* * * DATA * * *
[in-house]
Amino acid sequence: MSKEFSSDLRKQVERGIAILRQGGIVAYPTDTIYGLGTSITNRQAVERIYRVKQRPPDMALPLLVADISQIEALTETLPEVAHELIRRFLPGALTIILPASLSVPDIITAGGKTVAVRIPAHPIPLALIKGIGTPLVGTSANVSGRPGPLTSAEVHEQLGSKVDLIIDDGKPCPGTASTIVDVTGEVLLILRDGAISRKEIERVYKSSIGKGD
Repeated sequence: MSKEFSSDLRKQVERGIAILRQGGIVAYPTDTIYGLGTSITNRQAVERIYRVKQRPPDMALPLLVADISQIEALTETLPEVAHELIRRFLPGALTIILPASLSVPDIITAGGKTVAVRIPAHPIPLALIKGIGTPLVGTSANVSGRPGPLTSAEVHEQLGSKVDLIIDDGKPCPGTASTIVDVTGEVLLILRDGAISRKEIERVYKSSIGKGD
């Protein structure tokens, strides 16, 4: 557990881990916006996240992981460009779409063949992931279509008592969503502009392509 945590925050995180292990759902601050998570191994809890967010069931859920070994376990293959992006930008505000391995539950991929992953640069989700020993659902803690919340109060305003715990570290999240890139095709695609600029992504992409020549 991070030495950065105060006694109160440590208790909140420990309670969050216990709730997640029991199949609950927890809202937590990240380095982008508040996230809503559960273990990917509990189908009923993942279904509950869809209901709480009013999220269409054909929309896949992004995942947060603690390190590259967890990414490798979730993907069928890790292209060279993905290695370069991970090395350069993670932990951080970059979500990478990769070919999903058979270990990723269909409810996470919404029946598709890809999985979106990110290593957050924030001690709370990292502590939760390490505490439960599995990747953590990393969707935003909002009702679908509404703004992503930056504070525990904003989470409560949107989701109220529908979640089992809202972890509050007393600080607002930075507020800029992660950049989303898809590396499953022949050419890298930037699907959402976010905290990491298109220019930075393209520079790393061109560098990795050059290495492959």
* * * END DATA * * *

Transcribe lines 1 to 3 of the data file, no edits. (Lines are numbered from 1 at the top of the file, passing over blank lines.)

[in-house]
Amino acid sequence: MSKEFSSDLRKQVERGIAILRQGGIVAYPTDTIYGLGTSITNRQAVERIYRVKQRPPDMALPLLVADISQIEALTETLPEVAHELIRRFLPGALTIILPASLSVPDIITAGGKTVAVRIPAHPIPLALIKGIGTPLVGTSANVSGRPGPLTSAEVHEQLGSKVDLIIDDGKPCPGTASTIVDVTGEVLLILRDGAISRKEIERVYKSSIGKGD
Repeated sequence: MSKEFSSDLRKQVERGIAILRQGGIVAYPTDTIYGLGTSITNRQAVERIYRVKQRPPDMALPLLVADISQIEALTETLPEVAHELIRRFLPGALTIILPASLSVPDIITAGGKTVAVRIPAHPIPLALIKGIGTPLVGTSANVSGRPGPLTSAEVHEQLGSKVDLIIDDGKPCPGTASTIVDVTGEVLLILRDGAISRKEIERVYKSSIGKGD